This week Mr O'Connell of accountants Grant Thornton has been asked by the directors of another derivatives business shut down by City regulators to come in and sort things out.
At Griffin Mr O'Connell is seeking to plug a pounds 6.5m "black hole" left by young Mr Park's rash dealing in German futures.
At International Futures Corporation (IFC), a firm dealing in foreign exchange derivatives that was closed by the Financial Services Authority last Tuesday, Mr O'Connell is looking at a deficit of a mere pounds 200,000.
"It's a pity IFC had to go down for such a small amount," Mr O'Connell said yesterday.
Luckily in IFC's case it looks as if the firm's 400-odd clients in the City will agree to Mr O'Connell's scheme for paying them all out pro-rata, meaning the clients should get 80 per cent of their money back immediately.
The 110 traders from the Liffe floor who fell victim to the Griffin collapse face a much longer wait before they receive anything. Mr O'Connell said the interview with Mr Park, who had been accompanied by a lawyer, had been "helpful - although I may have to interview him again. He wants to be helpful."
CHRIS GENT, chief executive of Vodafone and victorious architect of the pounds 37bn merger with US rival AirTouch, is surprisingly ambivalent about becoming head of the world's largest mobile phone company.
Speaking to a colleague of mine on a traditional land line on Sunday Mr Gent heard his mobile-phone ringing and said: "Just let me switch this off."
"The trouble with mobile phones is that they never stop ringing."
GREG DYKE, a director of Pearson and former head of Channel Four, is being widely tipped to succeed John Birt as director general of the BBC. Mr Dyke is, of course, reluctant to comment. The bearded broadcaster is also tipped to become a Labour Lord in the next Honours List.
Mr Dyke told colleagues at Pearson: "It's bad enough being called Greg Dyke, but to be called Lord Dyke would be too much."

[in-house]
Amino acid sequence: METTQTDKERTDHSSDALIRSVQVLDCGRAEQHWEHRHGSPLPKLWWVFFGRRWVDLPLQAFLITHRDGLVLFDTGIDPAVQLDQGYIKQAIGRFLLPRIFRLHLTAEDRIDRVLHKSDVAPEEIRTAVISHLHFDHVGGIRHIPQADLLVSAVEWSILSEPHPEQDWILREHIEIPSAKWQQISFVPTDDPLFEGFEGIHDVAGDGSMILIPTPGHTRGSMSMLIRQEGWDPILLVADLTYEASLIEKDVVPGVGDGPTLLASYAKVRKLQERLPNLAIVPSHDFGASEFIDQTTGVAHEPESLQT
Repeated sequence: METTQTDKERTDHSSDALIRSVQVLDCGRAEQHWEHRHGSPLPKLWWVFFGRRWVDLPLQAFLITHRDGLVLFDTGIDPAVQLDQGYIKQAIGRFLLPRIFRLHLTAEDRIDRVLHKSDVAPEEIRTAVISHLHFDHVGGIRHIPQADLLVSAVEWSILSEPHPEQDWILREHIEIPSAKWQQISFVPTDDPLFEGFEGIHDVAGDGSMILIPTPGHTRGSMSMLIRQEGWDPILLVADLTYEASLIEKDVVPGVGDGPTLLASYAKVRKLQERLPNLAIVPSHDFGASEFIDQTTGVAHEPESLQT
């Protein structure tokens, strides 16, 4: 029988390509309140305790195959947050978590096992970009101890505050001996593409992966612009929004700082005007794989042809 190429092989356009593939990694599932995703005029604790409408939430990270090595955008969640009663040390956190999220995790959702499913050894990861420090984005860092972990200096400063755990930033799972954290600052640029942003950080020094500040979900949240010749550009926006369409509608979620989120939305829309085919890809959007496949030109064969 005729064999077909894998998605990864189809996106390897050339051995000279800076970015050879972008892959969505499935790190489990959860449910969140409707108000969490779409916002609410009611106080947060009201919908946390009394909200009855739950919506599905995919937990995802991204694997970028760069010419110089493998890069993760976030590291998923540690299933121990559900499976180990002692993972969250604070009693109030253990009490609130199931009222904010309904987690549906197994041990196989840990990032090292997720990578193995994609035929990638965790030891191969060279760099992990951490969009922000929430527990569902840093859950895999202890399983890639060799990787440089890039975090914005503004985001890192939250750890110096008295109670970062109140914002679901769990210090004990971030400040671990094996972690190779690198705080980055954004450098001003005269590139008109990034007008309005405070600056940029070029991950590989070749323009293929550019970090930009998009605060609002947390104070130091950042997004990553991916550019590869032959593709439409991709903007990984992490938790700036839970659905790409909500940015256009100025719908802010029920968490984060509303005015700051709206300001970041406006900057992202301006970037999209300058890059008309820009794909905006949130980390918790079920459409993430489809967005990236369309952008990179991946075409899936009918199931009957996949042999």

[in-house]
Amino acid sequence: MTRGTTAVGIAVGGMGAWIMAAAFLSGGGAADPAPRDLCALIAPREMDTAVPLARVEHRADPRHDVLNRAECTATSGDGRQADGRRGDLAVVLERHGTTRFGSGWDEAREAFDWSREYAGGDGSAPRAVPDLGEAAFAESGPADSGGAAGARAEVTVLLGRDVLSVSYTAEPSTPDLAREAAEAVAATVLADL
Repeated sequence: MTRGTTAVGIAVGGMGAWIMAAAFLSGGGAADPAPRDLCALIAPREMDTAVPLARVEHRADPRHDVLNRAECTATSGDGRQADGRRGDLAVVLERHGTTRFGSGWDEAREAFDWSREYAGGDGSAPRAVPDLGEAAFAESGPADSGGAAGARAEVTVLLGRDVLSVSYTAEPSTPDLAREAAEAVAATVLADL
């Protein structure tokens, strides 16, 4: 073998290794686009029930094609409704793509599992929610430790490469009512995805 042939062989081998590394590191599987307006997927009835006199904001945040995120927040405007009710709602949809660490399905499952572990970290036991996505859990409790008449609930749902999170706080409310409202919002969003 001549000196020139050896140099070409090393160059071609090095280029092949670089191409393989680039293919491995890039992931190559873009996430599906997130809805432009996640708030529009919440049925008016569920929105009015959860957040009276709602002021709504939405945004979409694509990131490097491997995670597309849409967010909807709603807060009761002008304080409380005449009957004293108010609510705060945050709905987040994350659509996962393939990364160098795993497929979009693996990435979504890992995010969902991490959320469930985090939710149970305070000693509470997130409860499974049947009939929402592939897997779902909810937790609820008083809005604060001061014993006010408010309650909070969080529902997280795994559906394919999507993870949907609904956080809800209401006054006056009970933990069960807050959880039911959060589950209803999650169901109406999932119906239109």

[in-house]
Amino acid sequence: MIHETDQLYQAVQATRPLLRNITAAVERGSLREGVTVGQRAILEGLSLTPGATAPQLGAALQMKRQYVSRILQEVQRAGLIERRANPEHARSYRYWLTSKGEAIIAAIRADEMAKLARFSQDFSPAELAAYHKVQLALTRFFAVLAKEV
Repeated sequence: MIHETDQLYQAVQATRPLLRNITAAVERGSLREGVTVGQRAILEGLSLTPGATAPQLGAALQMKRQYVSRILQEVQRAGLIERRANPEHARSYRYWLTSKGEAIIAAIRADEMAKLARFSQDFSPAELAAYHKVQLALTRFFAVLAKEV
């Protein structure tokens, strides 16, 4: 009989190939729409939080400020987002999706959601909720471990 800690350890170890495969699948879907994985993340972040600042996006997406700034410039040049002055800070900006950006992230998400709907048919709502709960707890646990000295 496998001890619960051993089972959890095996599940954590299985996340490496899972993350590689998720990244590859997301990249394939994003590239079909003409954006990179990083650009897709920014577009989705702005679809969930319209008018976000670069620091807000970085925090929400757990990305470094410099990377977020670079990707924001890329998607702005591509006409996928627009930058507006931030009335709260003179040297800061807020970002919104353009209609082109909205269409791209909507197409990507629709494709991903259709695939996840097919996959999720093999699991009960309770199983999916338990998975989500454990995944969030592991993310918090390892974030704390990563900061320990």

THE TREASURY SOLICITOR, the police and the Serious Fraud Office (SFO) are all on the lookout for Raymond Patrick Grant, also known as Ibrahim Patrick Grant, who has broken a three-year-old injunction concerning his dealing in "Inner Sanctum", an illegal money circulation scheme.
Mr Grant's illegal schemes have been shut down in the UK by regulators but are continuing on the Internet, and are particularly active in the US, Australia and Germany.
Yesterday Mr Justice Jacobs sentenced Mr Grant to 15 months in prison for breaching the injunction. Mr Grant did not attend the hearing and his whereabouts are unknown.
Mr Grant offered investors the chance to earn 4.25 per cent per month by investing in a company called Courtney Agencies. He also offered incentives to clients who introduced new investors. All these schemes were put into liquidation last July by the High Court.
If you bump into Mr Grant, please call the Treasury Solicitor on 0171 210 3142, or the local police.
THE SQUARE MILE appears to be a fertile place at the moment, at least for press spokespeople. Congratulations to Patricia Hamzahee, managing director of marketing and communications for Greenwich NatWest, who had twins on Friday, one of each, Armando and Alexandra.
Coincidentally, Caroline Eccles of the Barclays Capital press office, who used to work with Ms Hamzahee at Lehman Brothers, is also awaiting her second child.
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